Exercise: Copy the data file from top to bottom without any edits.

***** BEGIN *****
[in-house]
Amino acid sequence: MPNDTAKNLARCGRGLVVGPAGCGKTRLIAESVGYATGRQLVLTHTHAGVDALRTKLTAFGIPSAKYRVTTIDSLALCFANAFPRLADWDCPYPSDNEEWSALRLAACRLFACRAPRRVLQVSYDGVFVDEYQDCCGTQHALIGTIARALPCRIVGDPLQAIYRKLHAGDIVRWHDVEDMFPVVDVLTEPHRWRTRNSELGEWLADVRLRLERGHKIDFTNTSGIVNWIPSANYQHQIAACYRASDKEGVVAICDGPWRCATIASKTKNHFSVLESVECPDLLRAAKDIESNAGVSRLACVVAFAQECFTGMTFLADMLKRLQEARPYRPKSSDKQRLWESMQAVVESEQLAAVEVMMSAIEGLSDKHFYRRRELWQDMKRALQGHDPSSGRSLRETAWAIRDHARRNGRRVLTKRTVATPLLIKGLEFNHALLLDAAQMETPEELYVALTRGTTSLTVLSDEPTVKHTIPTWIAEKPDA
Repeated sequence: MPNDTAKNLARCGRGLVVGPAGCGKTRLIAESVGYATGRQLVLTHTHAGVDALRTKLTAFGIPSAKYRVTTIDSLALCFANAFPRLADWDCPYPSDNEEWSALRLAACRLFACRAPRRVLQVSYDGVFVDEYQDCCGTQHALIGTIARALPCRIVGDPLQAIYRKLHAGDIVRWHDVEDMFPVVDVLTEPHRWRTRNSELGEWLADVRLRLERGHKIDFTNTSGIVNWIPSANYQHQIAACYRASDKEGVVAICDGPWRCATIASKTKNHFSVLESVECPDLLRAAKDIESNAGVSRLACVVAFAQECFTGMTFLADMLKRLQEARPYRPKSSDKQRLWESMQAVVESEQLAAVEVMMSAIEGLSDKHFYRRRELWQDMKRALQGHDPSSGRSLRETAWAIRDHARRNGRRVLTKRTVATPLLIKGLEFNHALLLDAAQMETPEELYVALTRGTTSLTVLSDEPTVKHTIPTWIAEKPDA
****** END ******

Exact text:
[in-house]
Amino acid sequence: MPNDTAKNLARCGRGLVVGPAGCGKTRLIAESVGYATGRQLVLTHTHAGVDALRTKLTAFGIPSAKYRVTTIDSLALCFANAFPRLADWDCPYPSDNEEWSALRLAACRLFACRAPRRVLQVSYDGVFVDEYQDCCGTQHALIGTIARALPCRIVGDPLQAIYRKLHAGDIVRWHDVEDMFPVVDVLTEPHRWRTRNSELGEWLADVRLRLERGHKIDFTNTSGIVNWIPSANYQHQIAACYRASDKEGVVAICDGPWRCATIASKTKNHFSVLESVECPDLLRAAKDIESNAGVSRLACVVAFAQECFTGMTFLADMLKRLQEARPYRPKSSDKQRLWESMQAVVESEQLAAVEVMMSAIEGLSDKHFYRRRELWQDMKRALQGHDPSSGRSLRETAWAIRDHARRNGRRVLTKRTVATPLLIKGLEFNHALLLDAAQMETPEELYVALTRGTTSLTVLSDEPTVKHTIPTWIAEKPDA
Repeated sequence: MPNDTAKNLARCGRGLVVGPAGCGKTRLIAESVGYATGRQLVLTHTHAGVDALRTKLTAFGIPSAKYRVTTIDSLALCFANAFPRLADWDCPYPSDNEEWSALRLAACRLFACRAPRRVLQVSYDGVFVDEYQDCCGTQHALIGTIARALPCRIVGDPLQAIYRKLHAGDIVRWHDVEDMFPVVDVLTEPHRWRTRNSELGEWLADVRLRLERGHKIDFTNTSGIVNWIPSANYQHQIAACYRASDKEGVVAICDGPWRCATIASKTKNHFSVLESVECPDLLRAAKDIESNAGVSRLACVVAFAQECFTGMTFLADMLKRLQEARPYRPKSSDKQRLWESMQAVVESEQLAAVEVMMSAIEGLSDKHFYRRRELWQDMKRALQGHDPSSGRSLRETAWAIRDHARRNGRRVLTKRTVATPLLIKGLEFNHALLLDAAQMETPEELYVALTRGTTSLTVLSDEPTVKHTIPTWIAEKPDA